In early November this year, the Australian Government announced that it was adopting all of the recommendations of the Hammond Review to help to facilitate growth in the cooperative and mutual sector.
The announcement means that cooperatives in Australia will have the potential to access new and additional capital for long term business investment that could potentially benefit all Australians.
This news comes as the result of two years’ work from the Australian Business Council for Co-operatives and Mutuals (BCCM); leading cooperative and mutual advocate Mutuo; and fifteen Australian mutuals. BCCM is the Australian peak body representing the cooperative and mutual models of enterprise. It is the only organisation uniting the entire and diverse range of member owned businesses in Australia. Mutuo is a leading advocate for mutuals, promoting all types of cooperative and mutual business through public affairs and political advocacy; policy development; and management consultancy for mutuals.
Until now, there has been no definition of mutual business in the Australian Corporations Act. According to BCCM, this is a problem because it means that cooperative and mutual businesses have to adopt company structures that are not designed for their business purpose. As a result, mutuals are often seen as ‘abnormal’ and have had to use legislation that was designed for shareholder owned companies.
The new options to invest in cooperatives and mutuals are:
- Government gives policy support to APRA work to authorise issuance of mutual equity Interests (MEIs) by mutual ADIs
- New legislation for a ‘mutual capital instrument’ that may be issued by any federally registered cooperative or mutual
Because cooperatives and mutuals use company legislation, they have not been able to attract investment by issuing ordinary shares without risking their mutual status. In other countries, this problem has been overcome by designing ‘mutual shares’ that have legally binding characteristics such as limitations on voting rights and to underlying assets.
New capital instruments allow individuals and institutions to take a stake in mutual businesses.
The announcement means that cooperatives will have the potential to access new and additional capital for long term business investment that benefits all Australians. It will create a new class of investing member that cooperatives and mutuals may choose to adopt.
The Government announcement is part of the formal response to the Senate Inquiry into cooperatives, mutuals and member-owned business, which called for these reforms to be enacted.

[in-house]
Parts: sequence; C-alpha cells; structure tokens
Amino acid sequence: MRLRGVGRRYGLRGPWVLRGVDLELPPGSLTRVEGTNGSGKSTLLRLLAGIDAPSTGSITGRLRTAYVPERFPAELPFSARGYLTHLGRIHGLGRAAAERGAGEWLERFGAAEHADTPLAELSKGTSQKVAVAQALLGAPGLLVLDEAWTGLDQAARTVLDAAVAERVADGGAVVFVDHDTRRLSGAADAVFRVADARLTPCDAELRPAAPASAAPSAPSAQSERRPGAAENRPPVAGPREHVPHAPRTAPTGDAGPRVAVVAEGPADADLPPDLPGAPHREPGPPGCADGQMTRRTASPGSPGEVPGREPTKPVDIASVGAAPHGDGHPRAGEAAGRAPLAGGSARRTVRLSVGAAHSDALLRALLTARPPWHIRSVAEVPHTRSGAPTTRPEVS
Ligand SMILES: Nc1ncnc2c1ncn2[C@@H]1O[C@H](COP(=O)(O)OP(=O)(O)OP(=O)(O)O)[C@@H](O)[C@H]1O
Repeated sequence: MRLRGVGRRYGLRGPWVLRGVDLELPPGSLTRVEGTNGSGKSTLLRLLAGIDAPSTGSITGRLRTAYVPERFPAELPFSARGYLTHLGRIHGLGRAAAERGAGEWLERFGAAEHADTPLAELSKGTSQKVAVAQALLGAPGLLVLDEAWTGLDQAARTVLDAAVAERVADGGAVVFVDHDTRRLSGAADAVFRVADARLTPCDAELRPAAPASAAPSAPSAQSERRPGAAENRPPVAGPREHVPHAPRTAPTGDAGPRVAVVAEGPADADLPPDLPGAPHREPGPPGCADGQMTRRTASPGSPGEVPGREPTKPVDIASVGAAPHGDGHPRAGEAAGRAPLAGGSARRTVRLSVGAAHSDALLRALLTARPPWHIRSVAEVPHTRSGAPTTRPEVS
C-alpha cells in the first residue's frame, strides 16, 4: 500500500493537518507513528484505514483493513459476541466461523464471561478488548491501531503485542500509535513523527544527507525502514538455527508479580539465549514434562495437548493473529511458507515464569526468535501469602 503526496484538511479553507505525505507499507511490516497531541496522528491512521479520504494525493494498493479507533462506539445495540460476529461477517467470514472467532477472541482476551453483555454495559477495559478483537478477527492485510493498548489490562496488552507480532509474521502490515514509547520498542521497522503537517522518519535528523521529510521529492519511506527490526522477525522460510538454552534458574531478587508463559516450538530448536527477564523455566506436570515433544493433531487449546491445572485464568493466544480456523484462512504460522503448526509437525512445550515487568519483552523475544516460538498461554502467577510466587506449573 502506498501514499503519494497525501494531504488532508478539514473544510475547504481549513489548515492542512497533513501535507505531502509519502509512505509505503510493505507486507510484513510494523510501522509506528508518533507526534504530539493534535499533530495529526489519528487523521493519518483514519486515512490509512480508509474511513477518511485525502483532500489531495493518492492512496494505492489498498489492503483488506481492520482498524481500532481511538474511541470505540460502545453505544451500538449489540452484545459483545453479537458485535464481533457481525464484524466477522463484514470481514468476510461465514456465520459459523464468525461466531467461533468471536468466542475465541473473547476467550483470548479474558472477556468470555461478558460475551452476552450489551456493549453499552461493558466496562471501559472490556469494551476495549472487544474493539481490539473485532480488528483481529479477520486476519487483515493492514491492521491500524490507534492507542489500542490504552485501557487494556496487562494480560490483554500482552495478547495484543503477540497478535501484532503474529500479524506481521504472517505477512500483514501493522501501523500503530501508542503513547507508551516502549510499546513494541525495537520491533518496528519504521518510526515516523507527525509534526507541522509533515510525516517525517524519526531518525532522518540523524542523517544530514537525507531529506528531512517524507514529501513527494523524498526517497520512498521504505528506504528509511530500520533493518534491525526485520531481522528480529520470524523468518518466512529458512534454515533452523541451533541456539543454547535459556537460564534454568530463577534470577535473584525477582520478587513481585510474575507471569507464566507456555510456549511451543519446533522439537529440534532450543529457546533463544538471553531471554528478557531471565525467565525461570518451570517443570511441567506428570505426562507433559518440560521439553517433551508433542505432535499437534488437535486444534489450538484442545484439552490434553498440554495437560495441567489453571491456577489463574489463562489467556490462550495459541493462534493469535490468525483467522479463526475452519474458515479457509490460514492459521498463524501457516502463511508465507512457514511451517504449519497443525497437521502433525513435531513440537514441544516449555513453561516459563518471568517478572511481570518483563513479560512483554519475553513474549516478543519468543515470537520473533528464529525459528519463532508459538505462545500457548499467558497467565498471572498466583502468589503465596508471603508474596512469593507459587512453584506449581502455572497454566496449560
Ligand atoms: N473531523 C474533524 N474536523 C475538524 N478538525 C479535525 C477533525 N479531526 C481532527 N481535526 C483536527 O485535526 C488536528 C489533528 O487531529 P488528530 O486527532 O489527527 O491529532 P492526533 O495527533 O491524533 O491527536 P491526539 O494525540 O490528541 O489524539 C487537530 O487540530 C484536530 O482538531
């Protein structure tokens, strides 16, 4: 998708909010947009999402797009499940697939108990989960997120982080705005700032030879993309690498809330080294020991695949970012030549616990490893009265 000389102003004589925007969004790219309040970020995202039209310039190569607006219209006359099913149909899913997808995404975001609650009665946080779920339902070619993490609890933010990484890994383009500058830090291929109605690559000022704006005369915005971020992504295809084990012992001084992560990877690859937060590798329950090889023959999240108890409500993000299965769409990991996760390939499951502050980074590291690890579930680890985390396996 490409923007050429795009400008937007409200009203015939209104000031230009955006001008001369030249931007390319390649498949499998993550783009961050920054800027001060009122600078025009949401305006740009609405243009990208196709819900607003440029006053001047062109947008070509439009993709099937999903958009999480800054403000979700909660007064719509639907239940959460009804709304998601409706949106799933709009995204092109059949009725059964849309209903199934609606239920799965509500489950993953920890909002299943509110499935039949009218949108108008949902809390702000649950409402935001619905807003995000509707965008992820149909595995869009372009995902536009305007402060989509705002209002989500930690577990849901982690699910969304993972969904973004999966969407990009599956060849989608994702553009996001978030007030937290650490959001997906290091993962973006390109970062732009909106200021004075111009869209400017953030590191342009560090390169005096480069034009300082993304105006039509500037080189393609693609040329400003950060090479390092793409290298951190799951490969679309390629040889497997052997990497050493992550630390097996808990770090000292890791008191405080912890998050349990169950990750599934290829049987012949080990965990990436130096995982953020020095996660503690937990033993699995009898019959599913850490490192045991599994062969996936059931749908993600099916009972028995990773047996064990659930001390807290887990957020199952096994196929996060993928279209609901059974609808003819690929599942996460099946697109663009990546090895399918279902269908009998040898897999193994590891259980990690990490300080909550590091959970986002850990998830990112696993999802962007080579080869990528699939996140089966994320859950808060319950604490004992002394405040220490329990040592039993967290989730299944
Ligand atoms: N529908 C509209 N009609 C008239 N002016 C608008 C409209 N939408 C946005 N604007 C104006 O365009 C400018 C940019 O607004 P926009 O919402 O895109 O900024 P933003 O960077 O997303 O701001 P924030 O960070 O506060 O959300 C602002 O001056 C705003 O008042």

The new laws adopt all 11 of the recommendations made in the Hammond Review on regulatory or legislative changes to improve access to capital for cooperative and mutual enterprises (CMEs). Until these changes are approved, cooperatives and mutuals cannot raise capital by issuing securities without risking the loss of their mutual status.
Once they pass, however, member-owned businesses will be more able to make strategic investments while ensuring there is sufficient liquidity to meet any short-term obligations.
“This is a game changer that will unshackle the sector and allow the flow of billions of dollars of previously untapped investment to flow to Australian-owned businesses,” says Melina Morrison, CEO of the BCCM, whose organisation represents more than 2000 coops and mutuals.
“Our sector welcomes this move by the Federal Government.”
She said the reforms would also have implications across the nation’s economy, given that coops and mutuals already make up more than 8 per cent of Australia’s GDP.
“Money invested in cooperatives stays in the communities where the members are and flows through to surrounding businesses.”
“The move will also help to level the playing field for customer-owned banks, creating healthy competition for the listed, investor owned banks. Consumers will be the winners in this.”
“From an economy-wide perspective, investment in this sector represents a pivot to long-term thinking away from the sugar hits of the shareholder market.”
“The new law will allow capital to flow into sectors ranging from health insurance and aged care, right through to farming, and roadside assistance.”
“Better yet, because customer-owned businesses redeploy surpluses to benefit members, not shareholders, any additional money is guaranteed to stay in Australia and boost the Australian economy,” Ms Morrison says.
Mutuo’s Peter Hunt said, “This is a huge day for co-operatives and mutuals across Australia. Throughout this project we have sought to champion a better business environment for the sector and today’s announcement is a recognition of the critical impact of our sector on the wider Australian economy.
The creation of new capital instruments has the potential to build a strong new asset class to shake up the investment environment and allow co-operatives and mutuals issuing them to invest, innovate, grow and compete,” he concluded.
The proposed new capital instruments are similar to those that Mutuo developed for building societies and mutual insurers in the UK and form part of a global Mutuo campaign to give cooperative and mutual business more financing options and greater opportunity to compete.